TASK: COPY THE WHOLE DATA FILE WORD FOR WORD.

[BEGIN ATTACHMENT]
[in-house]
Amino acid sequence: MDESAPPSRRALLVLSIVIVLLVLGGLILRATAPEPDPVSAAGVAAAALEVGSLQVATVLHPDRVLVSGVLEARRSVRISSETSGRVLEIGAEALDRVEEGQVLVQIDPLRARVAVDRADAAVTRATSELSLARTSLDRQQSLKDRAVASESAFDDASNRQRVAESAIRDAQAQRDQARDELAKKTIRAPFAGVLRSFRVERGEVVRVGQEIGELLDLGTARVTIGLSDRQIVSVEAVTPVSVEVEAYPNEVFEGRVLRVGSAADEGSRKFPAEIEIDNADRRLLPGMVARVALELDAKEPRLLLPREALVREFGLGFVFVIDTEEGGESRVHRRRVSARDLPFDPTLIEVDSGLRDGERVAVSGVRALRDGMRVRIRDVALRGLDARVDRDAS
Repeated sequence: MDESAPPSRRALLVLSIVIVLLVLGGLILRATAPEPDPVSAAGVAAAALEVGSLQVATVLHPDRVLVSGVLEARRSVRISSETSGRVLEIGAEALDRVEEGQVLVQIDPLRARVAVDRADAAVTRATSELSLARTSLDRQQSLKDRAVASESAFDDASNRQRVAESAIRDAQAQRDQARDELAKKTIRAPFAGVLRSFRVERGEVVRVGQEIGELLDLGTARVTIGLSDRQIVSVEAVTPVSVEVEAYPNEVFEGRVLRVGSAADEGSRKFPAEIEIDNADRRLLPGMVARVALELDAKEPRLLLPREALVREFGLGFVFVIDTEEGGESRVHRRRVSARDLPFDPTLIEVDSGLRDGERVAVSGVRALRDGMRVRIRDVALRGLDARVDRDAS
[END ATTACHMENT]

[in-house]
Amino acid sequence: MDESAPPSRRALLVLSIVIVLLVLGGLILRATAPEPDPVSAAGVAAAALEVGSLQVATVLHPDRVLVSGVLEARRSVRISSETSGRVLEIGAEALDRVEEGQVLVQIDPLRARVAVDRADAAVTRATSELSLARTSLDRQQSLKDRAVASESAFDDASNRQRVAESAIRDAQAQRDQARDELAKKTIRAPFAGVLRSFRVERGEVVRVGQEIGELLDLGTARVTIGLSDRQIVSVEAVTPVSVEVEAYPNEVFEGRVLRVGSAADEGSRKFPAEIEIDNADRRLLPGMVARVALELDAKEPRLLLPREALVREFGLGFVFVIDTEEGGESRVHRRRVSARDLPFDPTLIEVDSGLRDGERVAVSGVRALRDGMRVRIRDVALRGLDARVDRDAS
Repeated sequence: MDESAPPSRRALLVLSIVIVLLVLGGLILRATAPEPDPVSAAGVAAAALEVGSLQVATVLHPDRVLVSGVLEARRSVRISSETSGRVLEIGAEALDRVEEGQVLVQIDPLRARVAVDRADAAVTRATSELSLARTSLDRQQSLKDRAVASESAFDDASNRQRVAESAIRDAQAQRDQARDELAKKTIRAPFAGVLRSFRVERGEVVRVGQEIGELLDLGTARVTIGLSDRQIVSVEAVTPVSVEVEAYPNEVFEGRVLRVGSAADEGSRKFPAEIEIDNADRRLLPGMVARVALELDAKEPRLLLPREALVREFGLGFVFVIDTEEGGESRVHRRRVSARDLPFDPTLIEVDSGLRDGERVAVSGVRALRDGMRVRIRDVALRGLDARVDRDAS